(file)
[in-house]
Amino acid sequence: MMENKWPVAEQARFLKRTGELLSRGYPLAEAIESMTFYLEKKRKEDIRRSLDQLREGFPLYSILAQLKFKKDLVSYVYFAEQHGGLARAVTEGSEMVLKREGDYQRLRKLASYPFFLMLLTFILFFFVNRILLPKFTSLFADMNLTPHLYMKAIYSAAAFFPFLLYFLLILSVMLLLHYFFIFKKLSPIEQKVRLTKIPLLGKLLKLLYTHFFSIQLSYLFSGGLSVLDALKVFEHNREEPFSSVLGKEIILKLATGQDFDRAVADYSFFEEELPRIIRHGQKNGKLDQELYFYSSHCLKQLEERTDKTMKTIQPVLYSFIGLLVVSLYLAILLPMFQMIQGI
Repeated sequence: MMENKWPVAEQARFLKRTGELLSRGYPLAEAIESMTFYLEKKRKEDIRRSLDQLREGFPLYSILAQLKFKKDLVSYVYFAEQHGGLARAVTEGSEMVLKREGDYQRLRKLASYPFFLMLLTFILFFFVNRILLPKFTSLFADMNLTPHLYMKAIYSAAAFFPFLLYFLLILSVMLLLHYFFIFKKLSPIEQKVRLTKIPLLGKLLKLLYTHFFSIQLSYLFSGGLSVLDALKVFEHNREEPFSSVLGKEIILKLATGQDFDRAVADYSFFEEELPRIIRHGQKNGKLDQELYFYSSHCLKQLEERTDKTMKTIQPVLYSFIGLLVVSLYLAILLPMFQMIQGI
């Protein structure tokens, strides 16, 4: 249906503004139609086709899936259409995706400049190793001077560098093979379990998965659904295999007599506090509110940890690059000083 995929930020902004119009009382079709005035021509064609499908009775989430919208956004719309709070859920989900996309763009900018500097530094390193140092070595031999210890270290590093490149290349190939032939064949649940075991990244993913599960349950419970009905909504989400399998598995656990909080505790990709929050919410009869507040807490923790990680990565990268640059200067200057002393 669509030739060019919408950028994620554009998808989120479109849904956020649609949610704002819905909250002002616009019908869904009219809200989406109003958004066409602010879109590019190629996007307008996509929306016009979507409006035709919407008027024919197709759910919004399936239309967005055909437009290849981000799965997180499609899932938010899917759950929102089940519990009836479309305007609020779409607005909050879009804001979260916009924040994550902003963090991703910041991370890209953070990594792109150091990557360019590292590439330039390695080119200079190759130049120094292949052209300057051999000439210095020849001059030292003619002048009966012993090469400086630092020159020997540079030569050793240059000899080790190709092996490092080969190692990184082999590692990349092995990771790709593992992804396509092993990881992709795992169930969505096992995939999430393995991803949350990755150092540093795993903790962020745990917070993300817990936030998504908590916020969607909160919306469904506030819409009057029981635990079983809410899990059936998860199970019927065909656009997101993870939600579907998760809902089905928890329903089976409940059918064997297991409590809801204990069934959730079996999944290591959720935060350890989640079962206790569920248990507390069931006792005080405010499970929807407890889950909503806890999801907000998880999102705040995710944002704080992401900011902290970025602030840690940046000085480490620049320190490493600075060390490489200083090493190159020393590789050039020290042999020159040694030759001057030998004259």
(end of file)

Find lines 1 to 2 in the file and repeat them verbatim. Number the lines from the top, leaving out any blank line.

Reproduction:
[in-house]
Amino acid sequence: MMENKWPVAEQARFLKRTGELLSRGYPLAEAIESMTFYLEKKRKEDIRRSLDQLREGFPLYSILAQLKFKKDLVSYVYFAEQHGGLARAVTEGSEMVLKREGDYQRLRKLASYPFFLMLLTFILFFFVNRILLPKFTSLFADMNLTPHLYMKAIYSAAAFFPFLLYFLLILSVMLLLHYFFIFKKLSPIEQKVRLTKIPLLGKLLKLLYTHFFSIQLSYLFSGGLSVLDALKVFEHNREEPFSSVLGKEIILKLATGQDFDRAVADYSFFEEELPRIIRHGQKNGKLDQELYFYSSHCLKQLEERTDKTMKTIQPVLYSFIGLLVVSLYLAILLPMFQMIQGI